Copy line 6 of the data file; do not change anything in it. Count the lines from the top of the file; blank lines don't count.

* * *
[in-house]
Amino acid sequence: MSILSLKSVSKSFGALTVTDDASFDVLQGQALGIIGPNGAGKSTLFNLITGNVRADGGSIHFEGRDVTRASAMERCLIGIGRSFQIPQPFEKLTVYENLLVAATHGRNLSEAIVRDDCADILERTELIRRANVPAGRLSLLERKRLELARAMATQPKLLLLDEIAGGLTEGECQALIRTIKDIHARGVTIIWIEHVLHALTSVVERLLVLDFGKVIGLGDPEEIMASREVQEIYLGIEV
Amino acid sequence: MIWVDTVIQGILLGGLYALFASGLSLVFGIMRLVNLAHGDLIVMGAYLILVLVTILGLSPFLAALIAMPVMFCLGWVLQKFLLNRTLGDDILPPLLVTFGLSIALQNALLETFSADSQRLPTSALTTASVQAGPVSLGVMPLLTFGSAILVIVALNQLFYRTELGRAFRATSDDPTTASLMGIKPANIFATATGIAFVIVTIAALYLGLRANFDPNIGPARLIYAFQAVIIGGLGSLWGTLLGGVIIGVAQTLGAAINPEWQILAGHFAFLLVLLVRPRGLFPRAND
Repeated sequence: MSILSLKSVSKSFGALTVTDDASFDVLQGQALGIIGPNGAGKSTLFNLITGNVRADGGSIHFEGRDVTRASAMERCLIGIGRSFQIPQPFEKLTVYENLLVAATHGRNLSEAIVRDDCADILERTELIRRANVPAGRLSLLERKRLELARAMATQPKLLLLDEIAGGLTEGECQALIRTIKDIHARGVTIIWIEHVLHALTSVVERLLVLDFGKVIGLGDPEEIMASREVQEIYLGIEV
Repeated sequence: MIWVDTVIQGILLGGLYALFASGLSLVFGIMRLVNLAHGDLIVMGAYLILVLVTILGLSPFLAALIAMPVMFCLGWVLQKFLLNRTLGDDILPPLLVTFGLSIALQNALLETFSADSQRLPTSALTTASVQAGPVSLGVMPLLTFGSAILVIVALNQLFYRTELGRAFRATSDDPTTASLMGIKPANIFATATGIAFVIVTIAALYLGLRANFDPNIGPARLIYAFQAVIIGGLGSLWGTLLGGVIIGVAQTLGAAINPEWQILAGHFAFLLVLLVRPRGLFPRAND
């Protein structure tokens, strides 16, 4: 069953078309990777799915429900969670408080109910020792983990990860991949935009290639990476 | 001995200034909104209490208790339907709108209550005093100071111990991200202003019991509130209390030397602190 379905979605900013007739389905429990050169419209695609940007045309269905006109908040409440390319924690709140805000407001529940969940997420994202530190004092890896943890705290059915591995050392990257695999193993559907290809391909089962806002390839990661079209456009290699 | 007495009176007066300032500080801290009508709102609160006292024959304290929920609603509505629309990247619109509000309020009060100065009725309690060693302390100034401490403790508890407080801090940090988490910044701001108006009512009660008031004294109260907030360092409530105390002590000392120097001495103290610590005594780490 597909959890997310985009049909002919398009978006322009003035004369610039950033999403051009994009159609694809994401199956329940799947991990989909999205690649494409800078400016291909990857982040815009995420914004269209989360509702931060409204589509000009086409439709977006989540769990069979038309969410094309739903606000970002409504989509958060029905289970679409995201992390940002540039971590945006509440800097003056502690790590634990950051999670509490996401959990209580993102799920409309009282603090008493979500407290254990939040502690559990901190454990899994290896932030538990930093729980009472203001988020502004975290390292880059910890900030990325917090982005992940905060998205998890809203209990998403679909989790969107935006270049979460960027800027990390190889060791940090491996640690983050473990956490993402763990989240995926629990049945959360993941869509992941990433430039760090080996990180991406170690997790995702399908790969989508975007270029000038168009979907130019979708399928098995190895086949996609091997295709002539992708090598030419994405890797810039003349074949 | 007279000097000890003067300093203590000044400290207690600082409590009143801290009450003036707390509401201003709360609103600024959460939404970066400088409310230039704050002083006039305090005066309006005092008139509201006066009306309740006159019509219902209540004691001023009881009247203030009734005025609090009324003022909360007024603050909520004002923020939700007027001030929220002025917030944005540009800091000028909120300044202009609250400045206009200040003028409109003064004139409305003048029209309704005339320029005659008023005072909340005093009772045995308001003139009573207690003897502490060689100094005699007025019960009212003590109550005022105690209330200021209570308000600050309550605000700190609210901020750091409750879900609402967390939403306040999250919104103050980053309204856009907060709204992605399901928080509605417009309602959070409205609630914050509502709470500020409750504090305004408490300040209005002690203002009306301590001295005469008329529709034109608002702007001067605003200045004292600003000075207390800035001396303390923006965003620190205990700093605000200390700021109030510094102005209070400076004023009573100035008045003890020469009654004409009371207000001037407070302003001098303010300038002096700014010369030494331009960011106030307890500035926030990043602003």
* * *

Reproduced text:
């Protein structure tokens, strides 16, 4: 069953078309990777799915429900969670408080109910020792983990990860991949935009290639990476 | 001995200034909104209490208790339907709108209550005093100071111990991200202003019991509130209390030397602190 379905979605900013007739389905429990050169419209695609940007045309269905006109908040409440390319924690709140805000407001529940969940997420994202530190004092890896943890705290059915591995050392990257695999193993559907290809391909089962806002390839990661079209456009290699 | 007495009176007066300032500080801290009508709102609160006292024959304290929920609603509505629309990247619109509000309020009060100065009725309690060693302390100034401490403790508890407080801090940090988490910044701001108006009512009660008031004294109260907030360092409530105390002590000392120097001495103290610590005594780490 597909959890997310985009049909002919398009978006322009003035004369610039950033999403051009994009159609694809994401199956329940799947991990989909999205690649494409800078400016291909990857982040815009995420914004269209989360509702931060409204589509000009086409439709977006989540769990069979038309969410094309739903606000970002409504989509958060029905289970679409995201992390940002540039971590945006509440800097003056502690790590634990950051999670509490996401959990209580993102799920409309009282603090008493979500407290254990939040502690559990901190454990899994290896932030538990930093729980009472203001988020502004975290390292880059910890900030990325917090982005992940905060998205998890809203209990998403679909989790969107935006270049979460960027800027990390190889060791940090491996640690983050473990956490993402763990989240995926629990049945959360993941869509992941990433430039760090080996990180991406170690997790995702399908790969989508975007270029000038168009979907130019979708399928098995190895086949996609091997295709002539992708090598030419994405890797810039003349074949 | 007279000097000890003067300093203590000044400290207690600082409590009143801290009450003036707390509401201003709360609103600024959460939404970066400088409310230039704050002083006039305090005066309006005092008139509201006066009306309740006159019509219902209540004691001023009881009247203030009734005025609090009324003022909360007024603050909520004002923020939700007027001030929220002025917030944005540009800091000028909120300044202009609250400045206009200040003028409109003064004139409305003048029209309704005339320029005659008023005072909340005093009772045995308001003139009573207690003897502490060689100094005699007025019960009212003590109550005022105690209330200021209570308000600050309550605000700190609210901020750091409750879900609402967390939403306040999250919104103050980053309204856009907060709204992605399901928080509605417009309602959070409205609630914050509502709470500020409750504090305004408490300040209005002690203002009306301590001295005469008329529709034109608002702007001067605003200045004292600003000075207390800035001396303390923006965003620190205990700093605000200390700021109030510094102005209070400076004023009573100035008045003890020469009654004409009371207000001037407070302003001098303010300038002096700014010369030494331009960011106030307890500035926030990043602003």